He too was told that he had to be on "pain management" pills for the rest of his life.

What a lot of bollox!

 

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For SOME people, the pain meds allow things like physio, and avoid interventions.

 

For those who go on to surgery, some get cured and some get worse : surgery  has risks.

 

Yet again : you extrapolate your (limited!) experiences and apply them to everyone as “gospel”

 

it was that that made me consider if your brain wasn’t considering other possibilities: it was clear from your post you were too narrow-minded to fully appreciate your GP’s advice.

 

Specialists are specialists ; they see the cases that reach them.

GP’s are specialists in being GP’s : they prevent the specialists getting overwhelmed with people who don’t need them.

”The wizard and the gatekeeper”. From ? 1989?

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It’s because there is no medicinal cure for what one GP coined ‘sh!t life syndrome’. It’s perfectly reasonable that someone struggling with lots of external factors beyond their control would have physical manifestations of their difficulties. Unfortunately the pills don’t cure financial problems, mend broken hearts or fix Rocky relationships but the pain these things, and more, can cause is very real indeed. 

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  • 2 weeks later...

There are lots of reasons why these drugs are more commonly prescribed in more deprived areas, addiction is of course an issue but it is not the cause. The vast majority of working people in deprived areas are in jobs where they are more likely to have injuries or wear and tear that would require these medications - manual jobs are likely to lead to back pain for example. People in deprived areas are far more likely to suffer from depression for multiple reasons, some of which are obvious but also reasons like a lack of facilities, a lack of green space, job stress, an inability to take time off work; there are tonnes of reasons. The social determinants of health are really interesting, 'the Glasgow effect' is fascinating, although old research now I guess. People in more well off areas are likely to have more money and perhaps go for a massage to relieve stress, go to the gym or any number of other things they can do to improve their health simply because they have the money and facilities that people in deprived areas are less likely to have. Those in deprived areas sit taking medication whilst they wait on ridiculous waiting lists for the services that do exist in their area which are usually few and far between. Research also suggests that people from more well off areas are more likely to actively seek alternatives to medication such as talking therapies or physio than someone from a more deprived area (off hand I cant remember which piece of research this was but it was fairly recent).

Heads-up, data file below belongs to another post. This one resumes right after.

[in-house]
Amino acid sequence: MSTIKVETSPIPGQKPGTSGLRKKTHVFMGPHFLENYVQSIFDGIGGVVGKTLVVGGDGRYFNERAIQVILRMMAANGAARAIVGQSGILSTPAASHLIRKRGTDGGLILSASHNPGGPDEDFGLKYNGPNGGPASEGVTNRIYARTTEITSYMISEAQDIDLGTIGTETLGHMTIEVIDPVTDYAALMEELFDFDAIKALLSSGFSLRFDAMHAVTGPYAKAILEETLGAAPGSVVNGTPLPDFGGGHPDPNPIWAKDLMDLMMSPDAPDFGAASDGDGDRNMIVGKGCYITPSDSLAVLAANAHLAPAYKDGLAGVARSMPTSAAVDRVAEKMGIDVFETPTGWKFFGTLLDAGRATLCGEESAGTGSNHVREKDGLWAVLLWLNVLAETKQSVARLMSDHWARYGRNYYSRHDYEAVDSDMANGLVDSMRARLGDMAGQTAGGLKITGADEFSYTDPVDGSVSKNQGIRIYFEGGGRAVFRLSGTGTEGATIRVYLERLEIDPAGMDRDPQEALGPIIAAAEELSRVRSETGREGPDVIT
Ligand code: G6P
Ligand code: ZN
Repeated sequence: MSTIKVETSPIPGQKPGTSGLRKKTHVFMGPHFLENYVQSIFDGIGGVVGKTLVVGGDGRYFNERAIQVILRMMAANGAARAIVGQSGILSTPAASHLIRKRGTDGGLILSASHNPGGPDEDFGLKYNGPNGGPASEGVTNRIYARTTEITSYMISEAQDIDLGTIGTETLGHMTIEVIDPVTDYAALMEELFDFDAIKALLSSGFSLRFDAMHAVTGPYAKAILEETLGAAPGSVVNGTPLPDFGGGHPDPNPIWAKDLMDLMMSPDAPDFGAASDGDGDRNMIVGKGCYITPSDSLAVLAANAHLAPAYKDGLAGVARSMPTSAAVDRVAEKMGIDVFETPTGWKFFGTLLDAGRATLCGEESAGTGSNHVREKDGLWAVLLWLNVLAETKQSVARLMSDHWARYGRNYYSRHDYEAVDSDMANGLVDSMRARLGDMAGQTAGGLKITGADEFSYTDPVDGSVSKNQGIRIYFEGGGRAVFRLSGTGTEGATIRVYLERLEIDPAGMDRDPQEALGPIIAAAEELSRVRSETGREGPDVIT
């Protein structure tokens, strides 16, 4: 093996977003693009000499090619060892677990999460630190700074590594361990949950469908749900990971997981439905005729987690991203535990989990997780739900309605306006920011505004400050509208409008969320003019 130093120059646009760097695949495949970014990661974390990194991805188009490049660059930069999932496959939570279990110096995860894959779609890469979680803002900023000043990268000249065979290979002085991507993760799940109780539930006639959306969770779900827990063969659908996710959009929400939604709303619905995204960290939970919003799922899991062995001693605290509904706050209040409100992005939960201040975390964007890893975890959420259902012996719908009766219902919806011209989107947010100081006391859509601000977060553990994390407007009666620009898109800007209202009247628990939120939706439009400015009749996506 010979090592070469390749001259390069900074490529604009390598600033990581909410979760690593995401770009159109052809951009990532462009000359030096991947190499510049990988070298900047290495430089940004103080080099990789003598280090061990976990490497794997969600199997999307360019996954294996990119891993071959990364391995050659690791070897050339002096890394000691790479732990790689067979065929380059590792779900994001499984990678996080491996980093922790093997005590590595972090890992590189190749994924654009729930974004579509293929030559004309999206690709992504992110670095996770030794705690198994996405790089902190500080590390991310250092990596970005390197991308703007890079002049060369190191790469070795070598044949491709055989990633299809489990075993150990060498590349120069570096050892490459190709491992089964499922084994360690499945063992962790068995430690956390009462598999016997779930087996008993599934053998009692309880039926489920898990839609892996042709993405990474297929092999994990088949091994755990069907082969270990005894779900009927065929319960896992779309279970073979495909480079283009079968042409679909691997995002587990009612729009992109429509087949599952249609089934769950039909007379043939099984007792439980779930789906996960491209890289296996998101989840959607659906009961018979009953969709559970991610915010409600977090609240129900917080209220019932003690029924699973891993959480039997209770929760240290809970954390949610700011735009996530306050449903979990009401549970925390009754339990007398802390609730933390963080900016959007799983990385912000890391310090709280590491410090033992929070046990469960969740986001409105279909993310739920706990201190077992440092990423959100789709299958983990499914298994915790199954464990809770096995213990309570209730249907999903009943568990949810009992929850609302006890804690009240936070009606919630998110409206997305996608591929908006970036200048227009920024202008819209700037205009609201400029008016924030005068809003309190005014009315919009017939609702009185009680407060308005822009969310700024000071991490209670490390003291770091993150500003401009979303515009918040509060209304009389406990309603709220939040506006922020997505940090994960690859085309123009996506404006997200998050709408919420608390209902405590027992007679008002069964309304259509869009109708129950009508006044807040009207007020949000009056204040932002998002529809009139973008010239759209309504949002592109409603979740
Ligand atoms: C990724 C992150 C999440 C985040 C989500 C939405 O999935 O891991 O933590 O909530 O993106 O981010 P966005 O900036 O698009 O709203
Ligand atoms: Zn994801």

I referred myself to physio some time ago, waited a while then someone pointed out to me that I had access to physio through my job so I referred there I was seen the next week and started my course of physio which gradually reduced my need for painkillers. I forgot to cancel my referral for NHS physio and eventually an letter came to tell me I was high enough up on the list to make an appointment for three months time - that letter arrived at least six months or so after my original referral so that means it would have taken the best part of a year to be seen. That would have been almost a year of strong opioid painkillers. I was fortunate to have access through work, people in deprived areas are less likely to have access like this so they need to stay on the painkillers whilst they wait - what choice do they have? Should the GP not manage their pain while they are waiting for an alternative?